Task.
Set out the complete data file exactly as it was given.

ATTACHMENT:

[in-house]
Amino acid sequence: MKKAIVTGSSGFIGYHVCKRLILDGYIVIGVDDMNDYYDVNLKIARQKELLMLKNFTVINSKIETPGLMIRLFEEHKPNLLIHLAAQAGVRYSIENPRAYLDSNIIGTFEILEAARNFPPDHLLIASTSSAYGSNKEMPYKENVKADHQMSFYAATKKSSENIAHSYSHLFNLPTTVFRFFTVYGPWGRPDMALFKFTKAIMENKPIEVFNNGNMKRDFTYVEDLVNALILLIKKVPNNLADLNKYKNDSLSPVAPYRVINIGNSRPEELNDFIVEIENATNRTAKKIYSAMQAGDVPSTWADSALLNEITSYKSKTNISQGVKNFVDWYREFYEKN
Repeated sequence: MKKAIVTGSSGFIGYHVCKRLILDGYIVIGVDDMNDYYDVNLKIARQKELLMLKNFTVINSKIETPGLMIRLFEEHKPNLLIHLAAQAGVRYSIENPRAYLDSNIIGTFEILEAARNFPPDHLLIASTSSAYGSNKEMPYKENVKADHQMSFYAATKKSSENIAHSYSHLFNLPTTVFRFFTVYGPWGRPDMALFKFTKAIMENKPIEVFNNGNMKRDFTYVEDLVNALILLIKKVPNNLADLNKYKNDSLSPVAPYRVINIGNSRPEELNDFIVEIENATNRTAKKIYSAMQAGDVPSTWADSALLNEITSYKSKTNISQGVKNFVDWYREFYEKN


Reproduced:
[in-house]
Amino acid sequence: MKKAIVTGSSGFIGYHVCKRLILDGYIVIGVDDMNDYYDVNLKIARQKELLMLKNFTVINSKIETPGLMIRLFEEHKPNLLIHLAAQAGVRYSIENPRAYLDSNIIGTFEILEAARNFPPDHLLIASTSSAYGSNKEMPYKENVKADHQMSFYAATKKSSENIAHSYSHLFNLPTTVFRFFTVYGPWGRPDMALFKFTKAIMENKPIEVFNNGNMKRDFTYVEDLVNALILLIKKVPNNLADLNKYKNDSLSPVAPYRVINIGNSRPEELNDFIVEIENATNRTAKKIYSAMQAGDVPSTWADSALLNEITSYKSKTNISQGVKNFVDWYREFYEKN
Repeated sequence: MKKAIVTGSSGFIGYHVCKRLILDGYIVIGVDDMNDYYDVNLKIARQKELLMLKNFTVINSKIETPGLMIRLFEEHKPNLLIHLAAQAGVRYSIENPRAYLDSNIIGTFEILEAARNFPPDHLLIASTSSAYGSNKEMPYKENVKADHQMSFYAATKKSSENIAHSYSHLFNLPTTVFRFFTVYGPWGRPDMALFKFTKAIMENKPIEVFNNGNMKRDFTYVEDLVNALILLIKKVPNNLADLNKYKNDSLSPVAPYRVINIGNSRPEELNDFIVEIENATNRTAKKIYSAMQAGDVPSTWADSALLNEITSYKSKTNISQGVKNFVDWYREFYEKN